At my first call, I got in lots of we’ve-never-done-that-before trouble when I served communion to children. I had not intended to serve children that particular fateful day; I had simply intended to serve. It was during a children’s chapel service. I said the words of institution and then the invitation. Who knows if it was my words, my body language, my obvious love for children, but whatever it was, the children heard it and came forward in streams. For many of the children it was the first time they had ever received communion. I was reprimanded because these children had not been given the proper education. I tried to explain that “education” is not a prerequisite to communion and that we adults were still trying to discern what the bread and cup where all about. It didn't matter. I got in trouble, entire committee meeting trouble.
Looking back ten years later, I now understand the children in that chapel felt the Holy Spirit. They were not boxed in by solemn ritual or congregational traditions. It was for exactly these reasons they were able to perceive the Spirit.
It is time to make room for the Spirit! Phyllis Tickle, an authority on religions in America, claims that we have entered a time of dizzying upheaval. She has aptly referred to this great “emergence” in the Christian church as the Age of the Spirit. I wonder if the Spirit will bypass our established churches where children are not allowed to come forward for communion because they might be too noisy, take too much bread, or worse yet giggle with joy? I wonder if the Spirit will bypass those religious institutions that are certain they have the right boundaries around the Christian faith? I wonder if the Spirit would even bother showing up to a communion service so solemn and so depressing that people are more attentive to how the worship leaders dress than the promise offered?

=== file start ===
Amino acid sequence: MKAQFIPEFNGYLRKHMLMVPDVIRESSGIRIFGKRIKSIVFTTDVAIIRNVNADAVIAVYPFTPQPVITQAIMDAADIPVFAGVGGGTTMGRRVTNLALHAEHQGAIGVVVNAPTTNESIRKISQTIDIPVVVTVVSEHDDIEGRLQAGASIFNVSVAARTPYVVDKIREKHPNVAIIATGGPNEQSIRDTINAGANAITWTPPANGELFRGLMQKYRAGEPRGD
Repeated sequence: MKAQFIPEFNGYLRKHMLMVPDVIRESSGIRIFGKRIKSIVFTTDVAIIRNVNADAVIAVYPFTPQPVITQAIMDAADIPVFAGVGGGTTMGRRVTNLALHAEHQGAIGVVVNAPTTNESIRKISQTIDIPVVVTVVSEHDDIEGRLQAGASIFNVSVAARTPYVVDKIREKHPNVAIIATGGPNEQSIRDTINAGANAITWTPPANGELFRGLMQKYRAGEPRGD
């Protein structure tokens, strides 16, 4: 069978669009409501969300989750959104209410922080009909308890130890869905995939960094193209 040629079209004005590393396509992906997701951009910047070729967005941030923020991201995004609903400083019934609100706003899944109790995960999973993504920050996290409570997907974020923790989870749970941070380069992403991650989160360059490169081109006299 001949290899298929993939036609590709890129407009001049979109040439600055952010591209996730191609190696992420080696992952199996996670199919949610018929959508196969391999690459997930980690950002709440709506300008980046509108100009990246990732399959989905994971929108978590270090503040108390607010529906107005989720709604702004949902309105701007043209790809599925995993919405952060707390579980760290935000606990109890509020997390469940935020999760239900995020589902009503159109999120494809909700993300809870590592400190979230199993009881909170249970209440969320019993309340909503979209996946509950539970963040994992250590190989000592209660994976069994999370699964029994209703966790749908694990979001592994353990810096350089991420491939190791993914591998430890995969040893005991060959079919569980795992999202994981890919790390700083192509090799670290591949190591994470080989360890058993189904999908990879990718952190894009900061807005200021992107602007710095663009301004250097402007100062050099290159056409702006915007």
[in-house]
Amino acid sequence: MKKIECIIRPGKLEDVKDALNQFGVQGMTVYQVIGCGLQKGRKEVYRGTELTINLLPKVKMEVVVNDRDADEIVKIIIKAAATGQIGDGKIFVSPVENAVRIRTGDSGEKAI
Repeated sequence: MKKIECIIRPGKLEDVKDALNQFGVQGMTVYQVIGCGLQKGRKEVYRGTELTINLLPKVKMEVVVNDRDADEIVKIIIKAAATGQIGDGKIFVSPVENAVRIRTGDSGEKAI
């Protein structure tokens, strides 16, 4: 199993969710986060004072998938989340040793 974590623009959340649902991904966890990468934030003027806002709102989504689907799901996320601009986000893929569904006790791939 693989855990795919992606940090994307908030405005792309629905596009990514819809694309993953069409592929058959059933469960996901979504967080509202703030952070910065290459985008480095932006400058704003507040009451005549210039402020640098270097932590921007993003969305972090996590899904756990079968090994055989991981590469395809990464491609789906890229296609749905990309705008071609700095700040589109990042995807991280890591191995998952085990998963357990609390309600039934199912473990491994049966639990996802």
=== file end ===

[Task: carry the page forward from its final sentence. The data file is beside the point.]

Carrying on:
Greg and I did not, and could not even if we tried, command the Spirit to show up on Sunday. The Spirit just showed up. And I am convinced it showed up because a group of faithful discipleship swayed, voiced praise, and opened their hearts.
Now that I have tasted the Spirit, I’m not sure I can go back.
Rev. Abigail A Henrich (ehm!) is an ordained minister who earned her stripes at Princeton Theological Seminary and Colgate University. That said, Abby is really a mother-pastor-spouse who lives in a kinetic state of chaos as she moves from her many vocations: folding laundry, preaching, returning phone calls, sorting lunch boxes, answering e-mails, and occasionally thinking deep thoughts in the shower. Unabashedly she is a progressive Christian who believes some shaking up has got to happen in the church.